The results showed that patients achieved a good quality of movement in a relatively short period of time (131 days from surgery).
This allows the patient to move onto on-land high intensity neuromotor training in optimal condition.
The higher level of functional strength was supported by a better psychological profile of the athlete (ACL-RSI) and increased ability to carry out an optimal Movement Analysis Test (MAT).
Early intervention rehabilitation
Isokinetic Testing in a Female Footballer Following ACL reconstruction – N. Pickford, Prime Health Manchester
Reported on a female footballer whose rehabilitation plan lacked focus due to the Covid-19 pandemic resulting in overall slow and below average improvement and specifically creating low limb strength.
Overall, because of a lack of immediate rehabilitation her scores on quadriceps, hamstring were lower affecting high speed running performance.
The case study illustrates the need for immediate rehabilitation programmes to maintain strength and performance in the rest of the body and allow the patient to return to full performance as soon as possible.
Players want menstrual cycle monitoring and management
International professional female footballers were monitored at Glasgow Rangers football club.
Interviews and questionnaires were used to assess the perceived physical and psychological effect of menstrual cycle. A combination of deductive and inductive (reactive) questioning was used.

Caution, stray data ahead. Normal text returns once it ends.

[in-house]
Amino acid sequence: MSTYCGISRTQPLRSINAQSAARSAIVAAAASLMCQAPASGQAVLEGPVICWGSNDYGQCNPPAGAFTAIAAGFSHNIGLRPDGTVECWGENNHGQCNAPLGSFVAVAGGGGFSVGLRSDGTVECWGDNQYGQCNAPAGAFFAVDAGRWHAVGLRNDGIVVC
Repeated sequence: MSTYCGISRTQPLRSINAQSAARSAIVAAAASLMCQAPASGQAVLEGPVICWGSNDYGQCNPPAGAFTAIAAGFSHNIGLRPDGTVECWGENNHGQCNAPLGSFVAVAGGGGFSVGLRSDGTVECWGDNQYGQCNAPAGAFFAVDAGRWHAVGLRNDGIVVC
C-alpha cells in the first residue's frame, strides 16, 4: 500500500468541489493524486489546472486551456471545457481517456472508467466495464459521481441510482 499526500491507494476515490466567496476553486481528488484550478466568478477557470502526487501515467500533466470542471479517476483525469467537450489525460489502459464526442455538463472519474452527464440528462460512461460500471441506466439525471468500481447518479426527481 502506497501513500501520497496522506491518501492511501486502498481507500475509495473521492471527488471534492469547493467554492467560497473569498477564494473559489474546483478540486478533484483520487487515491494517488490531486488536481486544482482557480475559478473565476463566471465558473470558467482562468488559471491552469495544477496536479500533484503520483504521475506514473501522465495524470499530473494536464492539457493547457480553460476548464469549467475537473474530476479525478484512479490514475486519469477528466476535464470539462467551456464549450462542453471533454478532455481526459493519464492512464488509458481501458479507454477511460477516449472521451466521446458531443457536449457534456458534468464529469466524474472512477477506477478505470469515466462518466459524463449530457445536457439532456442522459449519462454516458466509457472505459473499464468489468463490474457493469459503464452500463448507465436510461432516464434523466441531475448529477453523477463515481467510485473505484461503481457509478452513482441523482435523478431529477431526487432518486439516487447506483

Most players recounted experiences of Menstrual Cycle being taboo in their youth experiences of football and all reported negative symptoms during their cycle.
Most players agreed that sharing and tracking their cycle with club medical professionals would have a positive impact on performance and mental health.
Players want coaching staff to be aware and knowledgeable about symptoms and management. Players would like to be checked in on by staff members.
This could be achieved by improving education regarding menstrual health across all stakeholders withing the team, especially crucial to alleviating anxiety in younger players.
Modification of player movement can reduce risk
Biomechanically Informed Approaches to ACL injury Prevention in Sport – G. Weir, New York Yankees
The New York Yankees study identities and recommends in advance screening of player movement to modify an athlete’s technique to reduce the externally applied loads to the knee, increase muscle support around the knee and improving an athlete’s perception of the task.
Specifically the study identified four key training messages to shape a training intervention and these are:
– Increase knee flexion at foot-strike
– Improve dynamic trunk control
– Increase gastrocnemii muscle strength and activation
– Mitigate dynamic knee valgus postures (knock knee or where the angle between femur and tibia is smaller than it should be on the inside of leg)
Andrea Tartaglia, Managing Director, Isokinetic London, said: “We know that preventing recurrent ACL tears is challenge – 40 per cent tear again within 5 years and multiple ACL rehabs take mental toll – some retire early out of fear of re-injury.
“Women’s football needs more resource and better injury prevention.”